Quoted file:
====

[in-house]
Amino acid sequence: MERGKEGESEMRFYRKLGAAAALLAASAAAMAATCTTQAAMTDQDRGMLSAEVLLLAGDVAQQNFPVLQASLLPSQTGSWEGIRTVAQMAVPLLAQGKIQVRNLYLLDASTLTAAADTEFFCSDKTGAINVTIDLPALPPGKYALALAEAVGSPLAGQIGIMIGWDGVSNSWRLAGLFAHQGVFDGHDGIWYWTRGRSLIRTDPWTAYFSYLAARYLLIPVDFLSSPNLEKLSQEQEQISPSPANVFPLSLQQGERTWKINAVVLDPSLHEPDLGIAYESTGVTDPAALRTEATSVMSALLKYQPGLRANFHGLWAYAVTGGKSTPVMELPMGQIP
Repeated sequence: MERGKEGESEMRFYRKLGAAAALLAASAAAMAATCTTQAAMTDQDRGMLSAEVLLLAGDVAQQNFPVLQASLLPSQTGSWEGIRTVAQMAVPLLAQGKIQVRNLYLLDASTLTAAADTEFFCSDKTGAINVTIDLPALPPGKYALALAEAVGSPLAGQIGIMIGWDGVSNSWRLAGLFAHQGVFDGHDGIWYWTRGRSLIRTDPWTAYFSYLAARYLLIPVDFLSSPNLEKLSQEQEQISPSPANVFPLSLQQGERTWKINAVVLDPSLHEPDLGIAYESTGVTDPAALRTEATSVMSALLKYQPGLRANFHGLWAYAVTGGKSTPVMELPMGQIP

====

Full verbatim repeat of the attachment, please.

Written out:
[in-house]
Amino acid sequence: MERGKEGESEMRFYRKLGAAAALLAASAAAMAATCTTQAAMTDQDRGMLSAEVLLLAGDVAQQNFPVLQASLLPSQTGSWEGIRTVAQMAVPLLAQGKIQVRNLYLLDASTLTAAADTEFFCSDKTGAINVTIDLPALPPGKYALALAEAVGSPLAGQIGIMIGWDGVSNSWRLAGLFAHQGVFDGHDGIWYWTRGRSLIRTDPWTAYFSYLAARYLLIPVDFLSSPNLEKLSQEQEQISPSPANVFPLSLQQGERTWKINAVVLDPSLHEPDLGIAYESTGVTDPAALRTEATSVMSALLKYQPGLRANFHGLWAYAVTGGKSTPVMELPMGQIP
Repeated sequence: MERGKEGESEMRFYRKLGAAAALLAASAAAMAATCTTQAAMTDQDRGMLSAEVLLLAGDVAQQNFPVLQASLLPSQTGSWEGIRTVAQMAVPLLAQGKIQVRNLYLLDASTLTAAADTEFFCSDKTGAINVTIDLPALPPGKYALALAEAVGSPLAGQIGIMIGWDGVSNSWRLAGLFAHQGVFDGHDGIWYWTRGRSLIRTDPWTAYFSYLAARYLLIPVDFLSSPNLEKLSQEQEQISPSPANVFPLSLQQGERTWKINAVVLDPSLHEPDLGIAYESTGVTDPAALRTEATSVMSALLKYQPGLRANFHGLWAYAVTGGKSTPVMELPMGQIP